Former President Mohamed Nasheed’s legal team has called on Prosecutor General Muhuthaz Muhsin to drop criminal charges, claiming the opposition leader’s constitutional rights had been violated for three years on pending “unlawful” charges.
Muhsin on Monday withdrew charges against all former government and army officials accused of detaining Criminal Court Chief Judge Abdulla Mohamed for further review. The withdrawal came amidst Nasheed’s challenge of the process by which judges were appointed to an extraordinary bench to oversee his trial.
The offense carries a maximum jail term of three years under Article 81 of the Penal Code, but will carry a reduced sentence in the new Penal Code scheduled to come in to force in April.
“President Mohamed Nasheed’s charges have been pending without a verdict for three years. In those three years, he has been deprived of his constitutional and legal rights and the trial has affected his political career,” said Nasheed’s lawyers in a letter to the PG.
Nasheed was first summoned to court in 2012, but the trial was stalled in 2013 when the High Court began to review the composition of the bench. After a two-year hiatus, the High Court on February 9 threw out Nasheed’s complaint, paving the way for the trial to restart at the Hulhumalé magistrate court.
However, the former president’s legal team immediately launched a new challenge at the Civil Court. Meanwhile, the Maldivian Democratic Party accused the PG of attempting to expedite the case before the enactment of the new Penal Code in order to bar Nasheed from contesting the 2018 presidential polls.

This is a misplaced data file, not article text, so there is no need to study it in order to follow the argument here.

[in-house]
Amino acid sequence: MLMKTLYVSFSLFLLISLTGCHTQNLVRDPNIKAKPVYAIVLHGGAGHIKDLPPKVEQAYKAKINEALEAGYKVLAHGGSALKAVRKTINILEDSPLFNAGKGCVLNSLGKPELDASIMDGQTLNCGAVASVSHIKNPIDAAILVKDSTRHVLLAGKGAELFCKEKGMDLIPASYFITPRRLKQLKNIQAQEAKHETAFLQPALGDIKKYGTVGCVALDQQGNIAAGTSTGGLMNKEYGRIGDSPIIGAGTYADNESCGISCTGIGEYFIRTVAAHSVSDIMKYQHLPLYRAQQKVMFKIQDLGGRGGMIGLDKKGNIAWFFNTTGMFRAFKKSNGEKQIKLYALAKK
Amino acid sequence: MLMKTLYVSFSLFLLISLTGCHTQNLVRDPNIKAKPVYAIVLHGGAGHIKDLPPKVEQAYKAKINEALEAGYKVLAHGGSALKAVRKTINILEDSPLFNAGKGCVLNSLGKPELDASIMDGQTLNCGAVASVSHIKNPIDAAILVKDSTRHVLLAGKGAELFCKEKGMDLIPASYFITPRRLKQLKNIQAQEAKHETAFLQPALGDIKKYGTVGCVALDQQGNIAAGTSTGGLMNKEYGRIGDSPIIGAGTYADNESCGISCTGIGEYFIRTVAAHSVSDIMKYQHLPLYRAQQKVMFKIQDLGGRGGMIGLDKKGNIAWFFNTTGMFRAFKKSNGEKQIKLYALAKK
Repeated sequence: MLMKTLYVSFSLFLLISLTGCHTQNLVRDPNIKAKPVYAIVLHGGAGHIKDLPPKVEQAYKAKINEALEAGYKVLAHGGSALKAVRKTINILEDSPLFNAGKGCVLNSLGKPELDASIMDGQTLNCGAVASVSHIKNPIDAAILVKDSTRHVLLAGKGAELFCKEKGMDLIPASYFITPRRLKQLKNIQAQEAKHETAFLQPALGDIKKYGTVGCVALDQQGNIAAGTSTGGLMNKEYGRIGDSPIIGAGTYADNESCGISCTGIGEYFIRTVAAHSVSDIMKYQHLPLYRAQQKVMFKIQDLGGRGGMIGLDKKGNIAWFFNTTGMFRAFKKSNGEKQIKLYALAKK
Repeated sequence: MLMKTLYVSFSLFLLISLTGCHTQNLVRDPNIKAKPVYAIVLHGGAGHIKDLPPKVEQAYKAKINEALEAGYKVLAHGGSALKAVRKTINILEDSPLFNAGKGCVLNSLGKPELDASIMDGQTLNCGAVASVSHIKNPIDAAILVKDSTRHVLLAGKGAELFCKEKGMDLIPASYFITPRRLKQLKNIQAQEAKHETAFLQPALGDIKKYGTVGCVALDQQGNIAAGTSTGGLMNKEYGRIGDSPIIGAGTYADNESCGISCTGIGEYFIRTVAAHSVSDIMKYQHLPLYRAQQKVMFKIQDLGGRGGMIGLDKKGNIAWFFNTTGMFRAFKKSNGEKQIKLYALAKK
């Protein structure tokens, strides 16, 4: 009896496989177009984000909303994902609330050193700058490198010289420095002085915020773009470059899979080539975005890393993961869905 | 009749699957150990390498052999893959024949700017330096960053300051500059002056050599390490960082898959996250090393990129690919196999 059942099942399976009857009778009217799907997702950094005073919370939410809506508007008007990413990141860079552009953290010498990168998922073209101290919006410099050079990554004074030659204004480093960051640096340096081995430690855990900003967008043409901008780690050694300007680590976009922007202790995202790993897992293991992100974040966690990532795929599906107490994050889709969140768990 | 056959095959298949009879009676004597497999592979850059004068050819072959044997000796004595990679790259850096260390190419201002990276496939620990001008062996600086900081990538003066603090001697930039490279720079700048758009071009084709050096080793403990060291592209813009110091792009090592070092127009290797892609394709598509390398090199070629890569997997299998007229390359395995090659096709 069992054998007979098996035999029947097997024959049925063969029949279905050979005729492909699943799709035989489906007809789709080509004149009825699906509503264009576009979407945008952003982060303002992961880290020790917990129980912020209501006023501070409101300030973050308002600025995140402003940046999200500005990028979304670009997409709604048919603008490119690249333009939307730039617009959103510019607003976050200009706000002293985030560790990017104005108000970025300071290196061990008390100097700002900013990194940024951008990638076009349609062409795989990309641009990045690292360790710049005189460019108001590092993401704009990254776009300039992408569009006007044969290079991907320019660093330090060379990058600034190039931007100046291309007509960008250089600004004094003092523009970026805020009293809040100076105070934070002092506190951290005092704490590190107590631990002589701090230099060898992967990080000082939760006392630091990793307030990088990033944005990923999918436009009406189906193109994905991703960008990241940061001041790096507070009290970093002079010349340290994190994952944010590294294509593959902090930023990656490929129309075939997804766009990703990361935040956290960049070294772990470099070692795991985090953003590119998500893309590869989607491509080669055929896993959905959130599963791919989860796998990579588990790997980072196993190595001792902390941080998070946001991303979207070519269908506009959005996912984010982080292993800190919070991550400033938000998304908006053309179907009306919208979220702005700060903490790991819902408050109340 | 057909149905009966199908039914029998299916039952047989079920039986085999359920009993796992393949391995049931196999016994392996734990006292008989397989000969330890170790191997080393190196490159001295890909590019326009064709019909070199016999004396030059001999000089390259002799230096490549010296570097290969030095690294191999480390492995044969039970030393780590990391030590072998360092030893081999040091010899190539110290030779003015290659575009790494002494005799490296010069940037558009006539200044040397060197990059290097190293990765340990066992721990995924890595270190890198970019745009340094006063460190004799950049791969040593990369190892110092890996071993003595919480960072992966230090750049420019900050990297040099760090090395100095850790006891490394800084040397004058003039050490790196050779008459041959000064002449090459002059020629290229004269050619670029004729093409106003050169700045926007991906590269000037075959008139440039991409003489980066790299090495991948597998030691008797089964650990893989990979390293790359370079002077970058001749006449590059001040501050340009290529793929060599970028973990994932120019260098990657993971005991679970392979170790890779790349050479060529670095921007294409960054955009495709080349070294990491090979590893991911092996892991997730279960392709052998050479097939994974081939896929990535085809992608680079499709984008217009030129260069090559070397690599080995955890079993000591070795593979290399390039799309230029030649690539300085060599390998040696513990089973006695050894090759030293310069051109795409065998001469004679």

Nasheed’s lawyers today contended the PG is not authorized to take up the charges in court for a second time.
MDP has describing the case among many “unjust obstacles to the party and President Nasheed.” Further pursuit of the case only “serves the government’s political agenda” the party claimed.
Judge Abdulla’s arrest led to daily protests on the streets of the capital, culminating in a police and army mutiny and Nasheed’s resignation on February 7.
Jumhooree Party Leader Gasim Ibrahim, a key figure in Nasheed’s ouster, has called on the state to drop charges, describing charges as “out of line with national and public interest.”
In January, the MDP and JP formed an alliance against President Abdulla Yameen’s claiming his administration has repeatedly violated the constitution.